|Born||January 9, 1886|
|Died||September 11, 1955 (aged 69)|
Hollywood, California, US
Bernard Gorcey (9 January 1886 - 11 September 1955) was a Russian actor. He was a professional vaudeville actor on Broadway who starred in 72 movies. He is best remembered for playing ice cream shop proprietor Louie Dumbrowski in Monogram Pictures' The Bowery Boys series of B movies.
Very early on Gorcey focused on comedy roles in his acting career, rather than trying to get the lead role. Between 1907 and 1937 he had a role in the following productions: 1907. Stage Play: Tom Jones. Musical comedy/opera (1912). Stage Play: What Ails You? (1918). Stage Play: Somebody's Sweetheart. Musical (1920) (as "A Mysterious Conspirator"). Stage Play: Always You. 1922 (as "Isaac Cohen"). Stage Play: Abie's Irish Rose. Comedy; 1923. Stage Play: Wildflower. Musical (as "Gaston La Roche") (1925). Stage Play: Song of the Flame (as "Count Boris") (1927). Stage Play: Cherry Blossoms, Musical (as "George Washington Goto") (1930). Stage Play: Pressing Business. Comedy. (1931). Stage Play: Joy of Living. Comedy (1931). Stage Play: Wonder Boy. Comedy. (as "Commodore Cohen")(1932). Stage Play: Keeping Expenses Down. (as "Kent J. Goldstein") (1935). Stage Play: Creeping Fire. Melodrama. (as "Mr. Goodman"), (1935). Stage Play: Satellite. Farce (as "Max Goldblatz"), (1937).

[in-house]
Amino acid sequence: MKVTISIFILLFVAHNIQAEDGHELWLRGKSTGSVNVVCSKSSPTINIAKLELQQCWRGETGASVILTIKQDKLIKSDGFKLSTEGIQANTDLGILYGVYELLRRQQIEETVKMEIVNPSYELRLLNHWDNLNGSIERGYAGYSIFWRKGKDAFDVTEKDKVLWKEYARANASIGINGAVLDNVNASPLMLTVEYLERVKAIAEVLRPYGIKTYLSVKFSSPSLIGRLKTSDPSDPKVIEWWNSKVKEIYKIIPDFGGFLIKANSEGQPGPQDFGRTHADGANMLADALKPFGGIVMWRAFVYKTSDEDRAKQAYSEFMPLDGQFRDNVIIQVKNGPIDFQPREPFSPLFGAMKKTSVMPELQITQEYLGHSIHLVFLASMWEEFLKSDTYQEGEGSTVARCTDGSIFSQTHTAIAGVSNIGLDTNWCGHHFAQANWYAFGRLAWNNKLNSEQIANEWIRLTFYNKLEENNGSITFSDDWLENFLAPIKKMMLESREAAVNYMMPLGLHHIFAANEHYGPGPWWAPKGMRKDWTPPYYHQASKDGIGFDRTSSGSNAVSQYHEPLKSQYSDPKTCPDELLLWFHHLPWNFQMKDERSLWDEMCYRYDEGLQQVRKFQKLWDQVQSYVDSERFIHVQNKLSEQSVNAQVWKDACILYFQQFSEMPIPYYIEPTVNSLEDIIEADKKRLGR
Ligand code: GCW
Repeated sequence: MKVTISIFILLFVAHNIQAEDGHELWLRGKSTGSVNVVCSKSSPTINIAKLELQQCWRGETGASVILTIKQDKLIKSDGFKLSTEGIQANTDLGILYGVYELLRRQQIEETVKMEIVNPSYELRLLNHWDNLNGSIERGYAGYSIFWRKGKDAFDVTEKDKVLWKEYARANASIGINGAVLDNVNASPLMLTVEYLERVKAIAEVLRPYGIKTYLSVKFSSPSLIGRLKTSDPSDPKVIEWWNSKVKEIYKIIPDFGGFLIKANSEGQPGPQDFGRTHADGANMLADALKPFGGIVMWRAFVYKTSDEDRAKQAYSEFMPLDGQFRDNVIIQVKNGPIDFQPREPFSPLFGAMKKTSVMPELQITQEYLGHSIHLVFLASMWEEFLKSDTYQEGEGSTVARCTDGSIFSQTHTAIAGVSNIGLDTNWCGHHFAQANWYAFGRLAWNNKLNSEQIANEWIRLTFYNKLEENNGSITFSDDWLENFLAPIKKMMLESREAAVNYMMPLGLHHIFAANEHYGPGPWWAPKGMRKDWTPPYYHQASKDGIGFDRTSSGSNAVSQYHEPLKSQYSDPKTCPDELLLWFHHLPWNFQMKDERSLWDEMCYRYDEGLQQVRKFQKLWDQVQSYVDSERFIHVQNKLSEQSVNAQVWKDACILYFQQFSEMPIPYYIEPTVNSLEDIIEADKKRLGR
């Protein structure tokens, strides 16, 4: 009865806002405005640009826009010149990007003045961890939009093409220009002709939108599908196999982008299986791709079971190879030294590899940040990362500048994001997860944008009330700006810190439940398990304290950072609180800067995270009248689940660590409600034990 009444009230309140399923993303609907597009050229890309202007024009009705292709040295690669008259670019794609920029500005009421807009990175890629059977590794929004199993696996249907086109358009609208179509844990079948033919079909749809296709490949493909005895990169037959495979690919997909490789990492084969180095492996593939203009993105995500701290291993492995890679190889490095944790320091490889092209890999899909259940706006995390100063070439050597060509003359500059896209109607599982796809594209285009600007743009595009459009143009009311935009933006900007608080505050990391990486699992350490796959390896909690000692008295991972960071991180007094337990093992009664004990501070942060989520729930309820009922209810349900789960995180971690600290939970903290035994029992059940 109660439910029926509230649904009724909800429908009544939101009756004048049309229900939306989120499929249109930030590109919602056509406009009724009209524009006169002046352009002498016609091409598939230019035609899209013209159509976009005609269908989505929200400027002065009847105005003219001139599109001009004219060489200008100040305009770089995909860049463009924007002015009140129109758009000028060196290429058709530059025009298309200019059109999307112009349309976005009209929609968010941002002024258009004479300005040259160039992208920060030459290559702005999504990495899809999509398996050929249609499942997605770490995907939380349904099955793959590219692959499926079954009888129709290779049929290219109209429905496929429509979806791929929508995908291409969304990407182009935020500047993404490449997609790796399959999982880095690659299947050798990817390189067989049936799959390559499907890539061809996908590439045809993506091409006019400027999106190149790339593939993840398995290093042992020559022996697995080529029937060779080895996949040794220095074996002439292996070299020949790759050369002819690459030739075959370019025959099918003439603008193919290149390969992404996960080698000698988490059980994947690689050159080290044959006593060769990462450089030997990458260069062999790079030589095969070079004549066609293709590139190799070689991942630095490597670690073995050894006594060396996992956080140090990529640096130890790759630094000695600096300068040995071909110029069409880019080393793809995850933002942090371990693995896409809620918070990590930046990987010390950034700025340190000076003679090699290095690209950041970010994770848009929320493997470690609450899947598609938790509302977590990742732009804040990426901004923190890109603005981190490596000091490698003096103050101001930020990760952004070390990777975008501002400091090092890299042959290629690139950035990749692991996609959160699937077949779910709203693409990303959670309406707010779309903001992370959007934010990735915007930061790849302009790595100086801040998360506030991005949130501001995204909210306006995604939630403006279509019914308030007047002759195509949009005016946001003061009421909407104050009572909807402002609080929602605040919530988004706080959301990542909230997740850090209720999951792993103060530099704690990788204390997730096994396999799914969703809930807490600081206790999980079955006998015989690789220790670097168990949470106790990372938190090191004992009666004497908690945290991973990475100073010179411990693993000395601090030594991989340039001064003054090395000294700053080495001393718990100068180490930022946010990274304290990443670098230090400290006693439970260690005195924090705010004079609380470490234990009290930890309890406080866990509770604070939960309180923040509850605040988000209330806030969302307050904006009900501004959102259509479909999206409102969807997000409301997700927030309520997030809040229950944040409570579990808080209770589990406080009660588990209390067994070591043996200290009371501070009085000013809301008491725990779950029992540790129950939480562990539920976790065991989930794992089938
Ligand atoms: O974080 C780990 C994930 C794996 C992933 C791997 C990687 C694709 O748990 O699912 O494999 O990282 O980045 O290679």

The most successful show of Gorcey's entire career was Abie's Irish Rose.
Forty-four of these were with sons Leo and David. Between 1946 and 1955, there were between four and five Bowery Boys movies annually. Bernard always had the role of Louie Dumbrowski, the owner of a sweet shop where the Bowery Boys would "hang out," usually getting free sodas while planning their next escapade, much to Dumbrowski's displeasure. He also appeared as Charlie Chaplin's meek Jewish neighbour Mr. Mann in the film classic The Great Dictator (1940).